Getting exercise and daily movement is a big part of my wellness routine at home, and it doesn't change when I travel—if anything, I prioritize it, especially after long-haul travel. Staying active helps counter the negative effects of prolonged sitting, like muscle tightening and reduced cerebral blood flow. So, I always pack workout-friendly clothes and the proper shoes because I'll be making use of the hotel's gym.
For a great, effective workout while on trips, keep your rest times short and perform higher reps. I love to lift weights or do high-intensity bodyweight exercises. I also like to keep my NEAT3 (or non-exercise activity thermogenesis) up, meaning I'm walking more, even if I have to make up reasons to leave the hotel, like exploring local supermarkets or farmers markets.
The cool thing about staying at Westin is that I can save some of that space thanks to their on-demand Gear Lending Program for guests, which is exactly what it sounds like—fitness clothes and shoes available whenever you need them. Another unmatched perk is getting the lay of the land, a local-approved running map, and a potential running partner or group through Westin's Run Concierges. And speaking of all that time spent moving outside...
This one will depend on where I'm traveling, but if my destination is an area where I'll only have access to conventional drugstores, I'll always pack my own mineral sunscreen. The safest sun protection ingredient is zinc oxide, and I'll usually just bring my own along with me. And while getting vitamin D from the sun is crucial to health, it's still important to avoid and prevent burning. The last thing I want is to end up on a trip where I spend excessive amounts of time in the sun without any sun protection.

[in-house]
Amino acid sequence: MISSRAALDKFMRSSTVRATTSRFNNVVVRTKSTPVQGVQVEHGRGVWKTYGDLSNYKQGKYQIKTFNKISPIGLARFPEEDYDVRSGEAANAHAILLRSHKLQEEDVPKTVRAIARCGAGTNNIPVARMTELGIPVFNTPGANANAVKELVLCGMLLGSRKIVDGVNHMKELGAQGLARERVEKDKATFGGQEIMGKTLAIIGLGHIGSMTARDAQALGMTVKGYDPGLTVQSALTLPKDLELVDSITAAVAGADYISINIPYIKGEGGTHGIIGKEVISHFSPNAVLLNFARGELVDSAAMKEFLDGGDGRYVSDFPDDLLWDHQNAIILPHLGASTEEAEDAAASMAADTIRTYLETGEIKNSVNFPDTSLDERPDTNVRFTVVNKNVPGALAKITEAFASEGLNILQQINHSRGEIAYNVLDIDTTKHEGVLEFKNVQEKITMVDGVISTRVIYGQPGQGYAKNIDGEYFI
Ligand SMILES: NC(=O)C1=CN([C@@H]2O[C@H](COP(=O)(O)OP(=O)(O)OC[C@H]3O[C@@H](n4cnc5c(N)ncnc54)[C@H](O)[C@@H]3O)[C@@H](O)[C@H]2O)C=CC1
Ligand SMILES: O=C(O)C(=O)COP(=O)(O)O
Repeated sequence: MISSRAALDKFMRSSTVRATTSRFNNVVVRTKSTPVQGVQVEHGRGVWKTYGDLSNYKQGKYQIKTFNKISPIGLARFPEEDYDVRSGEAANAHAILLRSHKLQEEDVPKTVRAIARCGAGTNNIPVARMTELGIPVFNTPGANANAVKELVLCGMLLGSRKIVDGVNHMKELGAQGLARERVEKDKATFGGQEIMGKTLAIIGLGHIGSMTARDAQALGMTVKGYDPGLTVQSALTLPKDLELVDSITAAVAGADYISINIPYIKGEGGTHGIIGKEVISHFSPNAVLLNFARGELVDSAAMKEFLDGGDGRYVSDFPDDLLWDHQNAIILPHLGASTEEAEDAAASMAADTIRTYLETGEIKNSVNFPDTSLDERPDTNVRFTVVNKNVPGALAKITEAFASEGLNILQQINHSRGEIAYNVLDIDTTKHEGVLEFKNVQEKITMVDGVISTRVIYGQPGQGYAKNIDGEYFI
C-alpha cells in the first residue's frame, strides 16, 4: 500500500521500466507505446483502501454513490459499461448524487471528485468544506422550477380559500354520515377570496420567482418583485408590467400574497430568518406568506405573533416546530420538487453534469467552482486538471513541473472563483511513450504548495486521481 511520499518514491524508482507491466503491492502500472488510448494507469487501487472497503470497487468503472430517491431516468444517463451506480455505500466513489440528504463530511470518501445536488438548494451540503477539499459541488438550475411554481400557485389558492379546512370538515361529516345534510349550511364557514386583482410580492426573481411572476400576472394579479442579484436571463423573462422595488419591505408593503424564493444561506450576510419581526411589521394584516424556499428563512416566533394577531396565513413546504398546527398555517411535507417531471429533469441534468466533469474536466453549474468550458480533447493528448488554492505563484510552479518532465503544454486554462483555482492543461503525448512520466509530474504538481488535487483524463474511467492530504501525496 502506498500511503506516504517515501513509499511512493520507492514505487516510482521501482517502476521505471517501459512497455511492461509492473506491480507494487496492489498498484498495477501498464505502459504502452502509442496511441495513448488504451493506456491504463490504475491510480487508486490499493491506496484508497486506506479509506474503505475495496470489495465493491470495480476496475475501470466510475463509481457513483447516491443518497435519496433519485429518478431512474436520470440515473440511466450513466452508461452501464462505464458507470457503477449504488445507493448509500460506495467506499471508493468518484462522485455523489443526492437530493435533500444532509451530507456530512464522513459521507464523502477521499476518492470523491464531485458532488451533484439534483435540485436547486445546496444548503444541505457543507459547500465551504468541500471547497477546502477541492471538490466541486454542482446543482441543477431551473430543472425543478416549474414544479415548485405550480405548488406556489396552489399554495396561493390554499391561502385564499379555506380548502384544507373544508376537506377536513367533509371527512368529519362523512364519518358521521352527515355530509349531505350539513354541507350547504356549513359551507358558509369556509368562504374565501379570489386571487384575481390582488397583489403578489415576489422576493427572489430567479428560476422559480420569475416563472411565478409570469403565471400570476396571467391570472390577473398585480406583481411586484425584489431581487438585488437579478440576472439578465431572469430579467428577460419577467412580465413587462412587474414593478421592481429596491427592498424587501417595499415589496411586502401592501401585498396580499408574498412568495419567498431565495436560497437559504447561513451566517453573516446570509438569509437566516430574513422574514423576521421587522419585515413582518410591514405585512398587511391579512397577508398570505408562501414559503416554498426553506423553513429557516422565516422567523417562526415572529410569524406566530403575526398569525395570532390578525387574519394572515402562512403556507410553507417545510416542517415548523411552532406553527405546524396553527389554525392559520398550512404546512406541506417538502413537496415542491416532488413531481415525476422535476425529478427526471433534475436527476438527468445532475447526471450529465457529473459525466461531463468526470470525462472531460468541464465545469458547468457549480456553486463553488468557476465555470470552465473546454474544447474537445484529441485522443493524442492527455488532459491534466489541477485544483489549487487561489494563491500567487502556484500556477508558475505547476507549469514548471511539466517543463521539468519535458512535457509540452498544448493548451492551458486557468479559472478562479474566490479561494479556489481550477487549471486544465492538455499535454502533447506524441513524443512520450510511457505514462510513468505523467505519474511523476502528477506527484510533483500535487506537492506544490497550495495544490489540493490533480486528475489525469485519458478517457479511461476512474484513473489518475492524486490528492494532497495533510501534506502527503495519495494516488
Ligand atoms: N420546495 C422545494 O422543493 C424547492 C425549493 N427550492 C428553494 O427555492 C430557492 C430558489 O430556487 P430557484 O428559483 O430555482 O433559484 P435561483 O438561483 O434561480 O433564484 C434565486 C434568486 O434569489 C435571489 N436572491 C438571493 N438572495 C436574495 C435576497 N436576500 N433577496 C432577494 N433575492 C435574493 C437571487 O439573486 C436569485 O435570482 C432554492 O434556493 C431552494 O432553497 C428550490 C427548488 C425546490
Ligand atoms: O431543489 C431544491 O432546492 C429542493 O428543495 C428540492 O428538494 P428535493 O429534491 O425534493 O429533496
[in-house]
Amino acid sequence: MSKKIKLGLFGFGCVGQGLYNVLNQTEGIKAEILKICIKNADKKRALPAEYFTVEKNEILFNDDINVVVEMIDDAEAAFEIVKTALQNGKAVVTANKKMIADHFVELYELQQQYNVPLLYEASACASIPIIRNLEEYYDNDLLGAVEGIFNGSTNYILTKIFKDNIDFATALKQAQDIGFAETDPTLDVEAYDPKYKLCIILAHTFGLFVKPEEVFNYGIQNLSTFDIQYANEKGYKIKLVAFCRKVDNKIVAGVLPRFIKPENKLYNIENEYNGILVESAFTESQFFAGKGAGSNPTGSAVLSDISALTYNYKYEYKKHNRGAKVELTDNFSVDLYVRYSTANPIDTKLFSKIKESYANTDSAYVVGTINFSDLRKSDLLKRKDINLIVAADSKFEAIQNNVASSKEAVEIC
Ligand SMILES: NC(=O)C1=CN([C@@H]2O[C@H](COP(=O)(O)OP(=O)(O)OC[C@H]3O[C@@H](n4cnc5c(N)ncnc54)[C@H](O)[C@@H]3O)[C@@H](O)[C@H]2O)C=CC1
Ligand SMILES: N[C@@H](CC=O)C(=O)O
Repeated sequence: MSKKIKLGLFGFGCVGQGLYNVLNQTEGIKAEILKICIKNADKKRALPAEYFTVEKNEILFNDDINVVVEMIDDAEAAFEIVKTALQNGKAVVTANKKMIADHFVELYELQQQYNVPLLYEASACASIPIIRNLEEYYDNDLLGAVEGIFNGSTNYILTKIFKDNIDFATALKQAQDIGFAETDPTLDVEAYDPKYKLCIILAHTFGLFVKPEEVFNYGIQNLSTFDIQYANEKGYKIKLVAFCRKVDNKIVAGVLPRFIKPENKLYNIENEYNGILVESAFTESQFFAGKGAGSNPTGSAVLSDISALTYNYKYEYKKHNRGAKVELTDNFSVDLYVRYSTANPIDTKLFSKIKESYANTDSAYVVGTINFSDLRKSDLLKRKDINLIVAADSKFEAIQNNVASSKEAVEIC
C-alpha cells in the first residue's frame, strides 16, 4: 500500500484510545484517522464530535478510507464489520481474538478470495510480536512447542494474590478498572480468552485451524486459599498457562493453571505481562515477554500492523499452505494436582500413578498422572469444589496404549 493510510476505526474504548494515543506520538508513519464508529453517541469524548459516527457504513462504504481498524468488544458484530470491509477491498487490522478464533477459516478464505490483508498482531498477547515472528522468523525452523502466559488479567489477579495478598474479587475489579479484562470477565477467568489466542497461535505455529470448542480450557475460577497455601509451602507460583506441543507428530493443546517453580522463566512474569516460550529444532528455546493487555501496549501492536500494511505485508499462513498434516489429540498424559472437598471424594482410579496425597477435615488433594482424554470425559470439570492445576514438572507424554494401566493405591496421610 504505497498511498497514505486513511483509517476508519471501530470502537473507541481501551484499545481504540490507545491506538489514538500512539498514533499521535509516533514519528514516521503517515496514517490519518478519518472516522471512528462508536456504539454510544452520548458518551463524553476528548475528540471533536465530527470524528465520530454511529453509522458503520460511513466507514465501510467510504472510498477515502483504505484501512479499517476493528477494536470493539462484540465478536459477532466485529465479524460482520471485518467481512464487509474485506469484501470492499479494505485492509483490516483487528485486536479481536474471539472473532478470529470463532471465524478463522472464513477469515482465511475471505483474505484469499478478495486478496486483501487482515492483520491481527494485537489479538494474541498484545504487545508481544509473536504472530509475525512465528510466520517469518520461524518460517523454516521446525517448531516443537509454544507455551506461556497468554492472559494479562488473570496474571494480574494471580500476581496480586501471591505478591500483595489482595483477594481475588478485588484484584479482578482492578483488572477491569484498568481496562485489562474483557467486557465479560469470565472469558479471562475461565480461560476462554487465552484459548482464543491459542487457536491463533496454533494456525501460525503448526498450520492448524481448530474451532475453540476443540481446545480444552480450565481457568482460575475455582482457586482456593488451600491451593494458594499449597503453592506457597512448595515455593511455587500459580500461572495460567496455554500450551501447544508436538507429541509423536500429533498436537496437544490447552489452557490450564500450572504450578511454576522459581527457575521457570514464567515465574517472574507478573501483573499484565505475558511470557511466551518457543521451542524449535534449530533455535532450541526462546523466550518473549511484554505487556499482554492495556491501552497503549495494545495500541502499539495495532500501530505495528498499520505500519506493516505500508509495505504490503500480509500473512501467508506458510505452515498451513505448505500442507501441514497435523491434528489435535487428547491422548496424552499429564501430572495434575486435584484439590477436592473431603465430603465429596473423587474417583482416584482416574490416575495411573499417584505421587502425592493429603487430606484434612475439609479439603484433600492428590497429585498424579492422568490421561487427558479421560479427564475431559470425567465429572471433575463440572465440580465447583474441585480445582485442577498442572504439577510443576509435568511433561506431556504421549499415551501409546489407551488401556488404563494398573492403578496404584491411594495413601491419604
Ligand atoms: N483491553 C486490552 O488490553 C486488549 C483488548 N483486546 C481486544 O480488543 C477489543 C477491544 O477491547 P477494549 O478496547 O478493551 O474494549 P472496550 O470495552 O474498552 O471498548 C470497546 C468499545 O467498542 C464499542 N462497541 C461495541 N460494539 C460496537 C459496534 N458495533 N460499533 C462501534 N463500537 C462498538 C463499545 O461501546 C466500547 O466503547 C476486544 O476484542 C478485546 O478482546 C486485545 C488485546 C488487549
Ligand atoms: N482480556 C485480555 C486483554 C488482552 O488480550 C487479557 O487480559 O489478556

One of the most increasingly helpful things I take along with me, especially if I'm traveling for work and need to adjust to a new time zone, is a pair of blue-light-blocking glasses. I'm a big fan of these because I tend to use my laptop or my smartphone at night, and I want to be cognizant of regulating my circadian rhythm away from home on a different schedule.
These glasses block blue light from your devices that research shows4 suppresses your body's natural melatonin production. By the time my mind and body are ready for sleep, the rest is easy: Getting into the ultra-comfortable Heavenly beds at Westin—with a bit of lavender essential oil balm to help me relax even further—has got to be one of my favorite perks of travel.
Max Lugavere is a health and science journalist and the author of The New York Times bestseller Genius Foods: Become Smarter, Happier, and More Productive While Protecting Your Brain for Life, published in eight languages around the globe. He is also the host of the No. 1 iTunes health podcast The Genius Life.
He appears regularly on The Dr. Oz Show, the Rachael Ray Show, and The Doctors. Lugavere has contributed to CNN, Vice, and Fast Company. He has been featured on NBC Nightly News, The Today Show, and in The New York Times and People Magazine. He is an internationally sought-after speaker and has given talks at South by Southwest, TEDx, the New York Academy of Sciences, the Biohacker Summit in Stockholm, Sweden, and many others.